Johnny pushed down and turned, and popped a couple tablets out for Mike. "Here ya go. I'll tell ya, though; aspirin is deadly poison if you take too much. I'll bet these new caps save a lotta kids."

Well, at least I know what I can use to kill myself if I find myself watching him all night again. "Yeah, I guess. Anyhow, thanks." He dry-swallowed the pills, and tried to work the soreness out of his shoulder.

"Hey, when do ya go back for a checkup? They gonna turn you loose for PT soon?"

"Um, Monday," replied Stoker. "S'posta start PT next week."

"Great! You didn't tear any ligaments clean through or break your collarbone, so you'll be back to the action in no time. Even if it feels like forever." Johnny stripped down to his boxers and climbed into his bunk. "Well, nighty night. Just whack me if I'm keepin' you up, 'kay? I won't even remember."

"Okay. G'night." MIke tried desperately not to think of what he really wanted to do if Gage was keeping him awake. He flipped the van's dome light off, undressed down to his t-shirt and boxers, and did his best to get comfortable on the foam mattress of his bunk.

The starlight was bright enough that Mike could see Johnny's chest rise and fall, rise and fall. He had his arm over his forehead and eyes, just like he had the previous night as he fell asleep.

After a few minutes, Mike was sure Johnny was asleep. He could tell, because instead of lying still, Johnny kicked off his blanket, rolled over onto his stomach, and mumbled something incoherent into his pillow. His right arm dangled off the bunk.

Mike tried to think about sleeping at the station—after all, he never had trouble falling asleep when all five guys were there. But it was just different enough, having Gage all to himself like this, that once again, sleep was elusive.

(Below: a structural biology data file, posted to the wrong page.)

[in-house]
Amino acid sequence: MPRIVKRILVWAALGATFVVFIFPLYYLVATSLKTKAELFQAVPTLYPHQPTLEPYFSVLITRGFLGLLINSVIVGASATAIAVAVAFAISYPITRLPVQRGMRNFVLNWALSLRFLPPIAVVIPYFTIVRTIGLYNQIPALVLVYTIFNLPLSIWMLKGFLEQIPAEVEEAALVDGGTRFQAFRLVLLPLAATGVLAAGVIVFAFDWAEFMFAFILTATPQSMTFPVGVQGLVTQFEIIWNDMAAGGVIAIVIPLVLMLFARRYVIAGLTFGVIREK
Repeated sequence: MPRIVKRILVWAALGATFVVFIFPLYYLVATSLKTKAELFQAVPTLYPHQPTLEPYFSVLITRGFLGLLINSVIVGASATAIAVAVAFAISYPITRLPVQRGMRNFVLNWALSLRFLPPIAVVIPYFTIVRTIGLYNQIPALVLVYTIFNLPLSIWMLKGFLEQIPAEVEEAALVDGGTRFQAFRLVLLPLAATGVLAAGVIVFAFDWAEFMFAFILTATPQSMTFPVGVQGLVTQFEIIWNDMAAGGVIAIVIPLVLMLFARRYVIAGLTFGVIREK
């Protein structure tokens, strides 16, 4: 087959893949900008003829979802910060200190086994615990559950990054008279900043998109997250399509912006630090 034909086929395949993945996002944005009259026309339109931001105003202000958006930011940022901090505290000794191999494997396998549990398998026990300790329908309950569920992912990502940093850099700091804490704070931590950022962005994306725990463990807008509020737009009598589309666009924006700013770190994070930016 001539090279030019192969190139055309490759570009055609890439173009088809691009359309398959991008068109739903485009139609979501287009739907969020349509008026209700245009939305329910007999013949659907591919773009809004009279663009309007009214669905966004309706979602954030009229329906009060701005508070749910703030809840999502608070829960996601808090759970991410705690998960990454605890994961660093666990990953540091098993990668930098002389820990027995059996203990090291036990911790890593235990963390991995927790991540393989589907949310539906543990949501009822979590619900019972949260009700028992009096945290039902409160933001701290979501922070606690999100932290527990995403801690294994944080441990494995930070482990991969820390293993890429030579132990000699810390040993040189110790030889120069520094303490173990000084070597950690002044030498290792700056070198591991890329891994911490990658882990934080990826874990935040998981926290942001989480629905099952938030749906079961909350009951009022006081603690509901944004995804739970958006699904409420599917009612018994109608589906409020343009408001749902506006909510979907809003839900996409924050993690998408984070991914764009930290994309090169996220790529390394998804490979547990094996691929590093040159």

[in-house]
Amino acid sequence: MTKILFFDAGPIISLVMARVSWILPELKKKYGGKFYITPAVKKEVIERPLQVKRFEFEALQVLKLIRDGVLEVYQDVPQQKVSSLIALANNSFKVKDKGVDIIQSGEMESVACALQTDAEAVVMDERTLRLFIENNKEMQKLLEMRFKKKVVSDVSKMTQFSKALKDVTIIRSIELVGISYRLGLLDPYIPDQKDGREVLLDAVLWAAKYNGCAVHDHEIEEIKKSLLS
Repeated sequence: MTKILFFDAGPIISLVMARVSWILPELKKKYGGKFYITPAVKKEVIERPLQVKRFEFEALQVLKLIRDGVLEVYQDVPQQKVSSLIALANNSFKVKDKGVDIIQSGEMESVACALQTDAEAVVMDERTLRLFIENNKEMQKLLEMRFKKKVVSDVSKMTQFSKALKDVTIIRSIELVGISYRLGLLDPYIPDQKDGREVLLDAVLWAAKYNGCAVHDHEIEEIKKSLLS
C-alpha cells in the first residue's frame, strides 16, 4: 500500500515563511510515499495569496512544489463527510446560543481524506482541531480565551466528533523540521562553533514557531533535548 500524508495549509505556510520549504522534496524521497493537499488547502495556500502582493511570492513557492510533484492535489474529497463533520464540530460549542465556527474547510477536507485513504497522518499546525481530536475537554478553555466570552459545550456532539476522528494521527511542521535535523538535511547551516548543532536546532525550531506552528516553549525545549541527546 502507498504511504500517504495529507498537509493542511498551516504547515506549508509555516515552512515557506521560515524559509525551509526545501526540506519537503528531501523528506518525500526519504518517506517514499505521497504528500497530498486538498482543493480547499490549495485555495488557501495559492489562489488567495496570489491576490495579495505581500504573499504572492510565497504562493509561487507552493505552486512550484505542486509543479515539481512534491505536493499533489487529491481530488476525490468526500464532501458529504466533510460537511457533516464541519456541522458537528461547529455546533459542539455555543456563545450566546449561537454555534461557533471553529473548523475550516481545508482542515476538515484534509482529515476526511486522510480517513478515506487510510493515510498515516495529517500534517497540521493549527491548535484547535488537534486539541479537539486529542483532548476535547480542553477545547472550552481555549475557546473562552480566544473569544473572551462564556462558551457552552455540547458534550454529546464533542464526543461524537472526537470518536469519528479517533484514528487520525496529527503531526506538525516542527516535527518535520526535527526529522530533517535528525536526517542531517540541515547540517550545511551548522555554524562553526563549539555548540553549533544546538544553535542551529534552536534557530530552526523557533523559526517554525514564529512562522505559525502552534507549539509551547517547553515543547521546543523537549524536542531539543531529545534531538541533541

After an hour or so, he'd had enough. Not believing Johnny's weather prediction in the slightest, Mike rolled up his sleeping bag, quietly opened the door of the van, and slipped out into the clear night. He laid his sleeping bag out on a reasonably flat bed of pine needles, and, mercifully, fell asleep nearly instantly.

Mike was sleeping so heavily when the rain started falling that he did not wake at first. But eventually, large droplets from the branches of the pine tree that partially protected him fell onto his face, demanding his attention.

"What the fuck?" By the time Stoker sat up, the rain was pounding down like cold bullets. He climbed out of his sleeping bag, which by that point was a sodden mess, and made for the van door.

Although the van was only five yards away, Stoker was a soaking, dripping mess by the time he reached the door. He forgot to be careful and quiet opening the van door, and threw himself into the van, slamming the door shut. "Fuck!" He threw his dripping sleeping bag over the console between the two front seats, and flipped on the dome light.

"Wha … huh?" said Johnny, as he sat up and rubbed his eyes. "Shit, Stoker—or should I say 'Soaker!' What the hell were you doing sleepin' outside? It's not like I snore, and plus, you've got the cushiest bunk of anyone, thanks to that sling there." He looked at Mike. "Damn, but you're a mess." Water sheeted down Mike's legs, washing a few of the many pine needles stuck there onto the floor of the van.

Stoker just stood there dripping and shivering. He started to try to strip down to get dry, but with only one hand, and one that was only partially working at that, getting those clingy wet clothes off was not in the cards. He angrily kicked the door of the van, and stood there just dripping some more.

"Man, you're drippin' all over the place." Johnny stared at his friend, a dripping wet mess, tangled up in his half-removed t-shirt. "All right, all right, lemme help; just hold still." He stood up and reached towards Mike, to try to help him, but took a fast step back when Mike shrank back towards the sliding door of the van.